The Central Asian States: Discovering Independence, by Gregory Gleason. Boulder, CO: Westview Press, 1997. xix + 186 pages. Chron. to p. 204. Bibl. to p. 209. About the Book and Author, p. 211. Index to p. 220. $70.
Westview Press made a revealing decision in structuring its series of books on the Soviet successor states. Two small Baltic republics, Latvia and Estonia, were each made the focus of a book, but the five diverse Central Asian states, with ten times the population, were consigned to a single volume.
Gregory Gleason, author of The Central Asian States, has made a virtue of necessity by arguing for the cohesiveness of the region. Yet he does not do so convincingly. First there is the problem of how he defines Central Asia, admittedly a vague concept. Initially he chose one reasonable option, the formerly Soviet republics of Kazakstan, the Kyrgyz Republic, Tajikistan, Turkmenistan, Uzbekistan and adjoining parts of Iran and Afghanistan, and Xinjiang in China. Later he included Mongolia and, later still, Azerbaijan. The problem goes deeper as the author argues for the importance of the common bonds among the region's indigenous peoples. Although these do exist, they are counterbalanced by considerable differences. The book itself demonstrates these differences on occasion, in discussions of competing political, environmental and economic interests among the states and the fact that Islam means different things to different believers in the region. Pan-Turkism recurs as an important unifying factor without a mention of how few Central Asians past or present have worked for this goal. Mustafa Kemal Ataturk (1881-1938) even appears as a supporter of pan-Turkism when, in fact, as Turkish president (1923-38) he opposed it vigorously.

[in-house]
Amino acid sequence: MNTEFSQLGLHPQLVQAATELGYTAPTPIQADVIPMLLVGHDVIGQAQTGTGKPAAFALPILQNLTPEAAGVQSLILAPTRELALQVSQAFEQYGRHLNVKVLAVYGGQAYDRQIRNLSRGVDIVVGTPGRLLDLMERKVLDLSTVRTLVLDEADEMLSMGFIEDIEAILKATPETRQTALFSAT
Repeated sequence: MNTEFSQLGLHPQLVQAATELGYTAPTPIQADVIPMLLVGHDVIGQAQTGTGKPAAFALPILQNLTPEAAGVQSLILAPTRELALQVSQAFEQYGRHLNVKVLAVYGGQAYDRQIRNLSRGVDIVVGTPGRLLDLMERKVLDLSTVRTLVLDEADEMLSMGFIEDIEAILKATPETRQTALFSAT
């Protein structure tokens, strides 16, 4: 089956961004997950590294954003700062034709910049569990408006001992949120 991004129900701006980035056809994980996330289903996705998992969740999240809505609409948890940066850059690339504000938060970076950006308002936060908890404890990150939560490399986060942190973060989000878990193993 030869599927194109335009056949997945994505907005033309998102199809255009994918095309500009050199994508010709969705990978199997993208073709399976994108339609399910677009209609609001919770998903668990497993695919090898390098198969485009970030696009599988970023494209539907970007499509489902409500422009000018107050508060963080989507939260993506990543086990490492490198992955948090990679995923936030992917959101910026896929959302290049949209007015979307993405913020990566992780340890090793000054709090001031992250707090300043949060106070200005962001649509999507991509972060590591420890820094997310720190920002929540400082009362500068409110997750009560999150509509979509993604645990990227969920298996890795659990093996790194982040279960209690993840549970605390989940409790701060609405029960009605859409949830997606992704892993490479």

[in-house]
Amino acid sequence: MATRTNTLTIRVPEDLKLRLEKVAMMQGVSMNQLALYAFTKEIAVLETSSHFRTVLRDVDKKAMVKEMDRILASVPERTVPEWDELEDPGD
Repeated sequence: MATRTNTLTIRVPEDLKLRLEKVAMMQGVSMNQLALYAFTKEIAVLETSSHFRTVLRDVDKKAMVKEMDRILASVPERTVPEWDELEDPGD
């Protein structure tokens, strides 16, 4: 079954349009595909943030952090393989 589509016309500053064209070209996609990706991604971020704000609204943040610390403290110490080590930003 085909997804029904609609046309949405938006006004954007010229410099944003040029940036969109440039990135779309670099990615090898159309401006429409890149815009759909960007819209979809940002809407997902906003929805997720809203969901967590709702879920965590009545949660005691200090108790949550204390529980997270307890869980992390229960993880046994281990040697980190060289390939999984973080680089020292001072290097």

Although the book provides discussions of the region's history as well as cultural and social traditions, these are marred by numerous errors. For example, the Islamic calendar does not begin with the Prophet Muhammad's death (A.D. 632) but with his hijra (migration) a decade earlier. Badakhshan is not a city in Turkmenistan but two separate provinces in Tajikistan and Afghanistan. There was, according to the author, no "major wave of Turkic influence" (p. 29) in the region until the 13th century; before then the "Turkic intrusions were destructive, their lasting impact was minor" (p. 29). This ignores the enormous significance of the Seljuk Empire, which arose two hundred years earlier. The author also seems unfamiliar with the names of contemporary figures. Some names are simply wrong (such as Usmon Davlat for Davlat Usmon). …